15. ... or worst! These are two differently processed North American Nebulae.... But which one should I use for my Christmas cards this year? Decisions, decisions!
  16. I took quite a long time, but I found enough time this weekend to do 2 testshots on NGC 7000 and the Veil Nebula with the following equipment: mount: Astrotrac Camera: modded 450D with Astronomik CLS Clip-Filter - set to ISO 1600 Lens: Nikon Ed 2.8 / 180mm, stopped down to 4.0 - which was a lucky, pretty cheap purchase on ebay Unfortunately the CLS Clip-Filter i have is not the CCD-type with built-in IR-Block, I think, the CCD-type will lead to better results, as the normal CLS is more suitable for an unmodded EOS. As I had some trouble with humidity, I frequently had to use my wifes hairdryer to keep condensations away from the lens - exposure time therefore was short. NGC 7000: exposed 24 x 60 sec Veil-Nebula exposed 22 x 90 sec hope you like the pics and comments are very welcome have always clear skies Wolfgang Southern Germany - Lake of Constance
  17. Does anyone else find binoculars are far better in the initial hunt for DSOs ? I found 3 new DSOs tonight with binoculars , M56 , M27 and NGC7000 and will have a longer look at them next time in a telescope . Well pleased with that result tonight especially given that the Moon is 92% full .
  18. Messy I know, but with what I have to work with atm, I'm really happy so far. Hoping to add more data NGC 7000 North American Nebula Exif: Canon 550D 55mm (cropped) @ f / 4 3162 seconds (542 x 6 seconds) ISO 6400 Taken over 3 nights under Bortle 5/6 No darks / offsets
  19. Approximately one year ago I posted my first attempt at NGC7000 which was taken with my OSC camera. Having recently added Pixinsight to my software tools collection, I was interested to see how a reprocess would look. I choose this image since I'd previously found it very difficult to remove the light pollution gradient and control star bloat. The reprocessed image uses a combination of Pixinsights DBE, background neutralization, colour calibration and linear fit functions to eliminate the light pollution gradients and obtain colour balance. To reduce the impact of bloated stars I used the Pixinsight masked stretch before transferring it into PS. Whilst I don't believe the image will win any awards, it clearly demonstrates to me the importance of removing light pollution gradients prior to image stretching. Original result (Sept 2015) - processed in MaximDL/Photoshop Reprocess - processed in Pixinsight/CCDstack/Photoshop LIGHTS: 20 x 600s, DARKS: 40; FLATS: 20; BIAS: 100. Alan
  20. A few firsts on this one.. Managed to dodge the clouds & showers Sat night & grab First Light for the QSI683wsg-8 & Astrodons, my first mosaic and first time I've bothered to image these targets as I've never been able to fit them in! This was just supposed to be a couple of test targets to get an idea of the FOV & flatness but I got kinda hooked in processing & ended up putting them together. So there's a bit of cropping as it wasn't planned. This really is a nice camera.. what a difference after years with the faithful 314's. Think I'm hooked on hoovering up the sky now... this is most definitely a work in progress.. Only calibration is Bias. No Darks or Flats NGC7000 6x900 IC5067 7x900 Astrodon 5nm Ha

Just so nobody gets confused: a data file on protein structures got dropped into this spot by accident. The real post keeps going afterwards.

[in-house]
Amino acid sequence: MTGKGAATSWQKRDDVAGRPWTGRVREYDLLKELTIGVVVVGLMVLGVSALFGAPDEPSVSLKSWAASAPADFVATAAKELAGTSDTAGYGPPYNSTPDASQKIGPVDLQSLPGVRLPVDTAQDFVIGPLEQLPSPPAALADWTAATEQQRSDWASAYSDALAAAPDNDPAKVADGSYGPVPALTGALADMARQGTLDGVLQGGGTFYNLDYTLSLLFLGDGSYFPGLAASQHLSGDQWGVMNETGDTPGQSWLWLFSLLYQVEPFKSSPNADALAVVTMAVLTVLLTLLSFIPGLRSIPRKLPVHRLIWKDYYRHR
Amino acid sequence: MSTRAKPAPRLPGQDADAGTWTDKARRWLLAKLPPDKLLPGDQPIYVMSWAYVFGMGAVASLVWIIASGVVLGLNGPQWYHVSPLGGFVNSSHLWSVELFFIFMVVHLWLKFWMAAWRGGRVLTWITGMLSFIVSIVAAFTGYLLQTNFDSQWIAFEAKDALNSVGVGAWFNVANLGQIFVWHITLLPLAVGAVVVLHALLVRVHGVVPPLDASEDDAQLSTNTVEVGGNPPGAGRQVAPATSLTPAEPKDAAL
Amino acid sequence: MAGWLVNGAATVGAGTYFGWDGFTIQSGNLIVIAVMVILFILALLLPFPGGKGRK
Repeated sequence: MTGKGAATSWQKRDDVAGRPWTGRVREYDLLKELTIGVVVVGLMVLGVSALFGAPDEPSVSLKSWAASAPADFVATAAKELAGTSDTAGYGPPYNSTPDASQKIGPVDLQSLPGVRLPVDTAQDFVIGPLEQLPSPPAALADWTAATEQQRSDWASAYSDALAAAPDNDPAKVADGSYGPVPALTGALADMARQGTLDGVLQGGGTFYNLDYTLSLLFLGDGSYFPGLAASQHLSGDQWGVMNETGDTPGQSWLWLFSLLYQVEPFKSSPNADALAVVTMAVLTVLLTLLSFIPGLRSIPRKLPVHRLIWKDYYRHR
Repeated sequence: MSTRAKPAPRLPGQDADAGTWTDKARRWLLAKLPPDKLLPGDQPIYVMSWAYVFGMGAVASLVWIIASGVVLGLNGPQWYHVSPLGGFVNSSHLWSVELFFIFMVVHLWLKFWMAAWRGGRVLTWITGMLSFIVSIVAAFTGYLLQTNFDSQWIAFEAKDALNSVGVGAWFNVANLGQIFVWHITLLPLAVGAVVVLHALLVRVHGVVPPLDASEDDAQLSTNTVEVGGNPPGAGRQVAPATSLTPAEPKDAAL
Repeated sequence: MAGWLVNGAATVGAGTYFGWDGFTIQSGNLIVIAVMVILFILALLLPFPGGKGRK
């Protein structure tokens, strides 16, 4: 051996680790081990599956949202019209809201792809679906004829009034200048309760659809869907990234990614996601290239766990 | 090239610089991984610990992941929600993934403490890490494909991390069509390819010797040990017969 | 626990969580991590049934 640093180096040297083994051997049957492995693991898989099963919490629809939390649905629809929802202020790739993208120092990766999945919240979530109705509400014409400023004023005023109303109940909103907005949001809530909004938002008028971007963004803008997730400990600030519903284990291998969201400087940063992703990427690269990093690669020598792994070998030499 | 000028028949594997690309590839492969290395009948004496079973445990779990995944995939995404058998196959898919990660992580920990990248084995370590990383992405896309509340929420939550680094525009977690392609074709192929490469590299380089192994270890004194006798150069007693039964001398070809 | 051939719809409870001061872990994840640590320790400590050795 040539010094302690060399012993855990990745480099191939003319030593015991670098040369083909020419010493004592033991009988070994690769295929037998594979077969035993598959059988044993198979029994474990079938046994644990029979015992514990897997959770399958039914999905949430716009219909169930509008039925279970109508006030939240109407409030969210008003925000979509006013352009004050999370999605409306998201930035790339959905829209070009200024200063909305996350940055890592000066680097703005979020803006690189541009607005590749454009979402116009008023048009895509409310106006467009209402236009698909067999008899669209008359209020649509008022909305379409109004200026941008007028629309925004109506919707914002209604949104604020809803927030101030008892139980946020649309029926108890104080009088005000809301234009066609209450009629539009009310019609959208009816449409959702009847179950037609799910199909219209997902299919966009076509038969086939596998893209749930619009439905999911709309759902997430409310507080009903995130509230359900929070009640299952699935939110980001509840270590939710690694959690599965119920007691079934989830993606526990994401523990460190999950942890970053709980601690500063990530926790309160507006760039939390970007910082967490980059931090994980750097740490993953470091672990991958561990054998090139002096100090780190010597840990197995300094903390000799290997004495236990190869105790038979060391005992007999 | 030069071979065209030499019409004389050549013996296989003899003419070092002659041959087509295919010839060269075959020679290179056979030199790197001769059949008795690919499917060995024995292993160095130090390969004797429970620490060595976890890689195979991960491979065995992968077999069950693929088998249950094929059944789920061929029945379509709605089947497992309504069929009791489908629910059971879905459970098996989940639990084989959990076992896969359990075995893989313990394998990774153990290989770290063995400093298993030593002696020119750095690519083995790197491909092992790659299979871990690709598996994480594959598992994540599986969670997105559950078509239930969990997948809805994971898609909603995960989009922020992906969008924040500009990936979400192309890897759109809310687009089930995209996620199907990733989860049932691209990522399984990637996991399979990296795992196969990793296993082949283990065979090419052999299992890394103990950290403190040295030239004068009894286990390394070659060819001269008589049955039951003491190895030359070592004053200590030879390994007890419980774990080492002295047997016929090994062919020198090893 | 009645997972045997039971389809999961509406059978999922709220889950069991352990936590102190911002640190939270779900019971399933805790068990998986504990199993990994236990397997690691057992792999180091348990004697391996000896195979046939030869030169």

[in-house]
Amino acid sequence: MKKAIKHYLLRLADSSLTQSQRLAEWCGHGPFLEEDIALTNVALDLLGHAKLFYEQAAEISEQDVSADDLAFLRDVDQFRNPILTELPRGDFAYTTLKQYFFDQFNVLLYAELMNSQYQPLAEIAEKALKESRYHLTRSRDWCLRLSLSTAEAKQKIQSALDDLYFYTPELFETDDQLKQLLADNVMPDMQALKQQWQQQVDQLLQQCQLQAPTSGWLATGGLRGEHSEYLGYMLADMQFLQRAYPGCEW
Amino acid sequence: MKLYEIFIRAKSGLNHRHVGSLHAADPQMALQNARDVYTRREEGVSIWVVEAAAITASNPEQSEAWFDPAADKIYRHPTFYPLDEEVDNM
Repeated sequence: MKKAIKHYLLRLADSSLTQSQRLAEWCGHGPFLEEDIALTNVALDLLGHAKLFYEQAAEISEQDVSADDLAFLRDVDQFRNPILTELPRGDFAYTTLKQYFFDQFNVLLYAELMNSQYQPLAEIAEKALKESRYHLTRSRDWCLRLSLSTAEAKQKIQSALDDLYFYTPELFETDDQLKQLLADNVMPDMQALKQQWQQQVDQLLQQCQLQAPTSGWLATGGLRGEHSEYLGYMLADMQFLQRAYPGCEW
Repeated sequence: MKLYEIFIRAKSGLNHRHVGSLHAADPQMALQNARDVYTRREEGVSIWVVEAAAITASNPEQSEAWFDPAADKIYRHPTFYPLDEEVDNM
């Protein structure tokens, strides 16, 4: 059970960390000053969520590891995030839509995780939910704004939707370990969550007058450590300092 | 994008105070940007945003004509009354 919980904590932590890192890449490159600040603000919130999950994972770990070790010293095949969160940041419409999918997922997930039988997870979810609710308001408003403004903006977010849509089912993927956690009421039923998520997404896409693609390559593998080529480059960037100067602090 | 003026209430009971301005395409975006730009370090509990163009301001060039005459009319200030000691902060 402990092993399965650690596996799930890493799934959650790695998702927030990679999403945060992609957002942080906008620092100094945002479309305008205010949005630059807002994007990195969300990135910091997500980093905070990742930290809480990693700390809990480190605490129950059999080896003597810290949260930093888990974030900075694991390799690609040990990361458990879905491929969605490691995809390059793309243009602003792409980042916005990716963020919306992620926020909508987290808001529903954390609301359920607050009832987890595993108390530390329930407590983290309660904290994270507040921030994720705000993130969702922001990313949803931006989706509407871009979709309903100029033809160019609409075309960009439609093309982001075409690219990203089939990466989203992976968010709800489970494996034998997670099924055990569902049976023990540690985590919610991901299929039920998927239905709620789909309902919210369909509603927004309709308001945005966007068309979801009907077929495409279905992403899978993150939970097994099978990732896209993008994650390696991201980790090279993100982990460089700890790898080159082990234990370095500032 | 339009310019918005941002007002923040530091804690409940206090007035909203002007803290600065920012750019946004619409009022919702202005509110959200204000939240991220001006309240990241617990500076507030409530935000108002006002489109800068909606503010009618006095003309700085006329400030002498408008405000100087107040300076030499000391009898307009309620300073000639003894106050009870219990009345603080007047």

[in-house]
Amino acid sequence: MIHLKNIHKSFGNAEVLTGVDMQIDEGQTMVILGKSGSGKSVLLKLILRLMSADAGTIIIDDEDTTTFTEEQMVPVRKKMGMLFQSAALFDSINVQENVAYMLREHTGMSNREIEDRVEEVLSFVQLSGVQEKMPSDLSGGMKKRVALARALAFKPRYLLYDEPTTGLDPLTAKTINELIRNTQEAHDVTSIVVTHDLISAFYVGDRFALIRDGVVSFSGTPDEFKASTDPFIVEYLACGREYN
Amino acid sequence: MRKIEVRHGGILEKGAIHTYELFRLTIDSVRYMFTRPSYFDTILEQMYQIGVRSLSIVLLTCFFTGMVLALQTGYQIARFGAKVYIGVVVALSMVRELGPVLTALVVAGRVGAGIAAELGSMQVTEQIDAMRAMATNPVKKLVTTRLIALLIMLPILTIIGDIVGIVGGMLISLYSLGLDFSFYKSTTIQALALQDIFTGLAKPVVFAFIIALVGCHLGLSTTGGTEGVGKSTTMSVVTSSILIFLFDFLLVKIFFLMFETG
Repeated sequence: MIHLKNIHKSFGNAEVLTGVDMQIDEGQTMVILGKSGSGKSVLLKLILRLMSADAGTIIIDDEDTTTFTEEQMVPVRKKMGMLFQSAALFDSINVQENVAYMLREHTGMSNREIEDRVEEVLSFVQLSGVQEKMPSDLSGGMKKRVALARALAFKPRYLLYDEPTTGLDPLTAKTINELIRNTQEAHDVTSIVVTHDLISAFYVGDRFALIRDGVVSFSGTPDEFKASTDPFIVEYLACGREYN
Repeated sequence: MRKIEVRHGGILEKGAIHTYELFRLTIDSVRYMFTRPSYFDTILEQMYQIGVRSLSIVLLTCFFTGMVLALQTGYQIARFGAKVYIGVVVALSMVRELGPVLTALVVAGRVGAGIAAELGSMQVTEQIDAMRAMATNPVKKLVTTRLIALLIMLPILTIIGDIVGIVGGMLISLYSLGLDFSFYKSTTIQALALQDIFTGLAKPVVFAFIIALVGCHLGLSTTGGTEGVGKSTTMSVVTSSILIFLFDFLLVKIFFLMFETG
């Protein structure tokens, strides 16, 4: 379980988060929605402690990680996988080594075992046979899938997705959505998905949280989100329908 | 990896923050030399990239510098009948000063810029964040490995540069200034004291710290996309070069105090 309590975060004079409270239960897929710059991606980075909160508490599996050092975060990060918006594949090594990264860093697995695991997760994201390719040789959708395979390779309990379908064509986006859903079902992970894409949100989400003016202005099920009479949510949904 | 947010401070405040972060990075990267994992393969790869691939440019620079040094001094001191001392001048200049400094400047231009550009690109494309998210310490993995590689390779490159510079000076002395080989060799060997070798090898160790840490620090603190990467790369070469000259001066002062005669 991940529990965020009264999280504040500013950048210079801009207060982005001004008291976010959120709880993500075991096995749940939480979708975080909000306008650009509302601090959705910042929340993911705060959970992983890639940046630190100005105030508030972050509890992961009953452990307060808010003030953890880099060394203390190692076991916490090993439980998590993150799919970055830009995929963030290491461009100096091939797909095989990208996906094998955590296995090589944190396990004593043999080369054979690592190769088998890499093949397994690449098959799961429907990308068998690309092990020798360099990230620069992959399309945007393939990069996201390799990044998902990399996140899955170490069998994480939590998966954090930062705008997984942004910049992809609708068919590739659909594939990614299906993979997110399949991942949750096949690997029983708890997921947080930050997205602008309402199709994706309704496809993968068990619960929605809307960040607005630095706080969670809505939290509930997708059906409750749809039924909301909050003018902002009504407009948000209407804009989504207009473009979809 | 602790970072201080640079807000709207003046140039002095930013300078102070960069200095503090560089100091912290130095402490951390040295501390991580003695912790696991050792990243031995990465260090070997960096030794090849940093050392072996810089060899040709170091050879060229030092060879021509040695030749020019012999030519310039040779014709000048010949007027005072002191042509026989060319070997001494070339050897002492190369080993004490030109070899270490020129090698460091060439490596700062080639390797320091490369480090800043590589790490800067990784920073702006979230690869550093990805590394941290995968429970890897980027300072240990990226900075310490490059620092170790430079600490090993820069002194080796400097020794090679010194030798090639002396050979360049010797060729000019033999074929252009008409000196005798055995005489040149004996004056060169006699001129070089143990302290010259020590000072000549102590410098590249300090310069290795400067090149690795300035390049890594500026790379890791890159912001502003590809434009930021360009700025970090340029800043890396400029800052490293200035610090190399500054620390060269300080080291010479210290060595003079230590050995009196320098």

21. After feeling that I had given up too early last Saturday, I was more determined to spend some time at the eyepiece. To begin with, as the sky reached astronomical darkness around 9:20pm, it was clear. I spent a little time looking for the signposts for the brightest part of the North American nebula (NGC 7000). The gulf of Mexico area is punctuated by a near perfect square of stars between Xi Cygni and Deneb. Sadly, clouds that seemed to come from nowhere began moving across Cygnus. As a result, I moved onto NGC 404, the Ghost of Mirach. The galaxy is at magnitude 10.5 but has a reasonable surface brightness. The challenge is that there is the glare of Mirach to contend with. It should make an equilateral triangle with that and another nearby 8th magnitude star. Once again, before I managed to confirm a sighting, the clouds had followed me across the sky. I moved onto Lacerta to hunt for NGC 7243 (Caldwell 16), a bright open cluster which should be more tolerant of any rogue clouds. Thankfully there was enough of a gap to confirm the cluster. Centered on a small equilateral triangle of stars, including one very close double, I managed to count between 30 and 40 members. I then tried the same with the Casseopeia open cluster NGC 7789 but had no luck as the cloud started to thicken up. .....and BBC weather said it would be clear! __________________________________________________ ______ Observing Session: Tuesday 11th September 2012, 21:20 hrs to 22:05 hrs BST VLM at Zenith: 4.9 - 5.0 New - Revisited - Failed